Further Thoughts on MLK’s “I Have a Dream” Speech

VoltaireThumbby Monsieur Voltaire
My article on MLK’s I have a dream speech has engendered some emotional responses. The issue is whether we should give great men a pass on their flaws and judge them solely on their intentions, or whether a critical look at their words and deeds is fair game.

A commenter (with whom I otherwise share a feeling of mutual respect) has found it objectionable that I would point out MLK’s Marxist ties, his academic plagiarism and his serial womanizing as reasons not to glorify his image beyond all criticism. While evoking emotional images of Bull Connor, dogs and water cannons, the commenter stated that it is preferable to leave certain things unsaid (or to dismiss them as “scurrilous” or “baseless”) than to risk tarnishing the image of the great civil rights leader in any way while coming across as quasi-racist. My thesis was that MLK was a great man who helped right a tremendous wrong in America; but that he should not be elevated into a saintly figure, and his speech should not be used as a magical refrain to palliate some of the problems of today’s black community. Here is the original paragraph:

I’m no big fan of MLK in the first place. What we tend to gloss over is that he was a Marxist who injected political language into Christianity, a known academic plagiarist and a serial philanderer. As a tragic hero of sorts, he surely did help right a tremendous wrong in the USA, and he did so nonviolently and towards integration, at a time when other “civil rights leaders” like Yeshitela and Malcom X advocated violence and separatism. This is why I’m a fan, but not a big one.

I will now dissect this for further commentary, using as much as possible the language from my original article.

1) I am a fan of MLK, but not a big one. Why?
2) Because, on one hand, he helped right a tremendous wrong in the USA, and did so nonviolently and towards integration at a time when other “civil rights leaders” … advocated violence and separatism.
3) On the other, however, he was a Marxist who injected political language into religion, a known academic plagiarist and a serial philanderer. Evidence for this is widely available both on the Internet and in print (see, for instance, David Lewis: King, a critical biography, or Des Griffin: Martin Luther King, The man behind the myth). I can’t make myself believe that these mutually-corroborating pieces of evidence–none of which denies MLK’s vital contribution to ending the abomination of institutionalized racism–are false, prejudicial or conspiratorial. So, to call these documented allegations “baseless,” “scurrilous” and a scary foreshadowing of “the R-word” has no intellectual value; truth is not determined by who uses the biggest adjectives or who has the loudest barking voice. If there is counter-evidence to the specific instances that have been quoted, I for one am all ears.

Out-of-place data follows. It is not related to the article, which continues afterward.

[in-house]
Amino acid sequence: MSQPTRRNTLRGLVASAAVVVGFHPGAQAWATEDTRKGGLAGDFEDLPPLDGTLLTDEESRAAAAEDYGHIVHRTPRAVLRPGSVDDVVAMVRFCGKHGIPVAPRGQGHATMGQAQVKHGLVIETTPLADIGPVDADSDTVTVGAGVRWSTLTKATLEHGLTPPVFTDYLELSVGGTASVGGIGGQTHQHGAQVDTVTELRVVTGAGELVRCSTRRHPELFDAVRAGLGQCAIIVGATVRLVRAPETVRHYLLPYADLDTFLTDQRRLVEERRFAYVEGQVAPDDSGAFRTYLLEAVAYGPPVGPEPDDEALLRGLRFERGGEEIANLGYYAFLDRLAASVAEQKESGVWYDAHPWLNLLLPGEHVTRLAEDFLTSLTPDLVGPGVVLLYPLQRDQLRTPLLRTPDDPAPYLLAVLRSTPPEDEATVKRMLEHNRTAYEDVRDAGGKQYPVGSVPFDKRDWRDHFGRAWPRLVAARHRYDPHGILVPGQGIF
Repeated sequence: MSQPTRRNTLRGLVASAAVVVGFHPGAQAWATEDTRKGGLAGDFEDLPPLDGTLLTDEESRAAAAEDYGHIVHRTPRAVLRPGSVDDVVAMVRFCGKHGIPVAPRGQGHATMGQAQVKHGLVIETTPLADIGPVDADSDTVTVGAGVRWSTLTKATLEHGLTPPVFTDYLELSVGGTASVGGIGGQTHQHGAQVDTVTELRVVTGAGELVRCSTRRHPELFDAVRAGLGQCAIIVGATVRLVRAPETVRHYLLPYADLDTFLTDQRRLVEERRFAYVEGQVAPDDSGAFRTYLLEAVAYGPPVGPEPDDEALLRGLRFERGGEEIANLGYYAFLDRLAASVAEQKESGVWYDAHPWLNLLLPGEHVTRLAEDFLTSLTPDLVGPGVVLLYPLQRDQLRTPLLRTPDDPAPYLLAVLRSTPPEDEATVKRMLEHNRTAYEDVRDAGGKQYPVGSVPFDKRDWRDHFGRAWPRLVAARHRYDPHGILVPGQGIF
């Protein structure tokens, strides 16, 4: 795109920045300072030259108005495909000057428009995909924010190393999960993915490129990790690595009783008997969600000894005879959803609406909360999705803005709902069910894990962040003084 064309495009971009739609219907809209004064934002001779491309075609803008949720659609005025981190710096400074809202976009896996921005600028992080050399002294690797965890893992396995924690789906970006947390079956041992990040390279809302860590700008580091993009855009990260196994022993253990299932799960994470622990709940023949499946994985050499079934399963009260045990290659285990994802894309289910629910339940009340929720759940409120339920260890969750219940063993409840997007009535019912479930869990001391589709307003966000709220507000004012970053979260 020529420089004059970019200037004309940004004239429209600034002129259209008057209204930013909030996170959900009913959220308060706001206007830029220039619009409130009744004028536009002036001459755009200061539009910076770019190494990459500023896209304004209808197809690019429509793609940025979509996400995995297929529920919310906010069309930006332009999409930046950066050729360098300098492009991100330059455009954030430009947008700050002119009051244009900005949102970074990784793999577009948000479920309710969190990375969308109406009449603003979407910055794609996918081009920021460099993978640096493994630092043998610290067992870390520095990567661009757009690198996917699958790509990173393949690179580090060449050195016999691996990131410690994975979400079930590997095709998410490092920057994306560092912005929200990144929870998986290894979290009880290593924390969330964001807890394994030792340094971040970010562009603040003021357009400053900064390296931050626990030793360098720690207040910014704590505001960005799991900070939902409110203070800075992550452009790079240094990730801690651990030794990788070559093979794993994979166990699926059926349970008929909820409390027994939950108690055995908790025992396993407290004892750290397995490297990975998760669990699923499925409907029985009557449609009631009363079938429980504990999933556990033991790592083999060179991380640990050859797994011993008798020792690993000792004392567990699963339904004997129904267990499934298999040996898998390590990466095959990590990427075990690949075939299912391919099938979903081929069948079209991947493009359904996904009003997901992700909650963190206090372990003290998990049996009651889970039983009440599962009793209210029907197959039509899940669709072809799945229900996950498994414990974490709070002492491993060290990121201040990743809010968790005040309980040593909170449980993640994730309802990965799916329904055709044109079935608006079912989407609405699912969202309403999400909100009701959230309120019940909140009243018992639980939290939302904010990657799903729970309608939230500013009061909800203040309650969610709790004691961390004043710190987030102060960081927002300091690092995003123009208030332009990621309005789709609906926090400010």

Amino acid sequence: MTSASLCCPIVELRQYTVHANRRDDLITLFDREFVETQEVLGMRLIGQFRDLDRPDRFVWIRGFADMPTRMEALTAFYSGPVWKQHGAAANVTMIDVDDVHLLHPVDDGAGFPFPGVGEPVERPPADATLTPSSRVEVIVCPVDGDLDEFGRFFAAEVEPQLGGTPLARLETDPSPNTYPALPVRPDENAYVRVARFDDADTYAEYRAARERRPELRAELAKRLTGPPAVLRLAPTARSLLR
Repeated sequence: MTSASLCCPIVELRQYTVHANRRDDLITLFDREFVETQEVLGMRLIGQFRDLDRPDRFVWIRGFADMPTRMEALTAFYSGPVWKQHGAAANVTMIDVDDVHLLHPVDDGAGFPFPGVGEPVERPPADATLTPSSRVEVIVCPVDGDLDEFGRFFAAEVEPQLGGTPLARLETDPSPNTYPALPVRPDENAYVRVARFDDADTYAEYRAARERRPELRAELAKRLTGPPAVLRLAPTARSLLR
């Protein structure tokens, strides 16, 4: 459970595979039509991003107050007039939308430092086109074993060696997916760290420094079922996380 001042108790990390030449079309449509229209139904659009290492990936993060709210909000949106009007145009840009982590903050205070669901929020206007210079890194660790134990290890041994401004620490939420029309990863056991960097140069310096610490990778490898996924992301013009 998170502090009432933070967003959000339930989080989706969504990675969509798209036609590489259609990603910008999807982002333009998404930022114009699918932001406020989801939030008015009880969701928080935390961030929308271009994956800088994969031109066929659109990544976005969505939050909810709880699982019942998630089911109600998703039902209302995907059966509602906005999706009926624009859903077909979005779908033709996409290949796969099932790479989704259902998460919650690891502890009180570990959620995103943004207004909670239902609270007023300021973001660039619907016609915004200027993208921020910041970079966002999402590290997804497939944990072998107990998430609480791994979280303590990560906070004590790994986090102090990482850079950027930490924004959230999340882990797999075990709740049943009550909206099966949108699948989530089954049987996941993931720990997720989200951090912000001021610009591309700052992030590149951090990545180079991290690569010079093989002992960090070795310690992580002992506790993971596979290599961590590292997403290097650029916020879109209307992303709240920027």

4) Therefore, I object to MLK’s being sanctified. And the truth is that he *has* been. That my article should read like religious blasphemy and prompt strong emotional reactions confirms this–and was something I had predicted (while not wishing for it).
5) As to the speech, I noted that it had been tremendously useful at the time for helping end the abomination of institutionalized racism against blacks. But I have also said that, as all political speeches, it shouldn’t be admired like a standalone piece of art.
6) And if we judged the content of character of today’s black community leaders and their typical followers, what judgment should we come to? After 50 years of “affirmative National atonement” in its favor, too great a part of the black community has used its freedom and privileges more towards self-destruction than for integration with the fabric of America’s middle class. Illegitimacy, crime, addictions, dependency and the low incidence of stable families are readily verifiable facts that plague the black community–and they are self-inflicted.

Now, I fully expected that someone would imagine racism in or through my words. Unfortunately, that’s the way our society has programmed us to think–everything is binary: love or hate, celebrate or burn in effigy, sing Hosannas to MLK or be a racist, vote Republican or be a commie, write “he or she” or be a chauvinist pig, be for gun confiscation or want schoolchildren to die. Paraphrasing John Locke, tolerance is that wide two-way lane between these extremes: you can still like a general idea while seeing its small flaws, embrace a cause without theatrically wrapping yourself in it, disagree with a movement while allowing it to peacefully exist next to you–or be a fan of MLK without being a big one.

So, if in 2013 America you are a racist for not believing that MLK was a saint or not falling into raptures when hearing the I have a dream speech, I guess that we have made great strides in reducing systemic prejudice against blacks–while taking a few giant leaps backward in our freedom to express ideas without being “blackened” with sinister adjectives (sorry, I couldn’t resist the pun).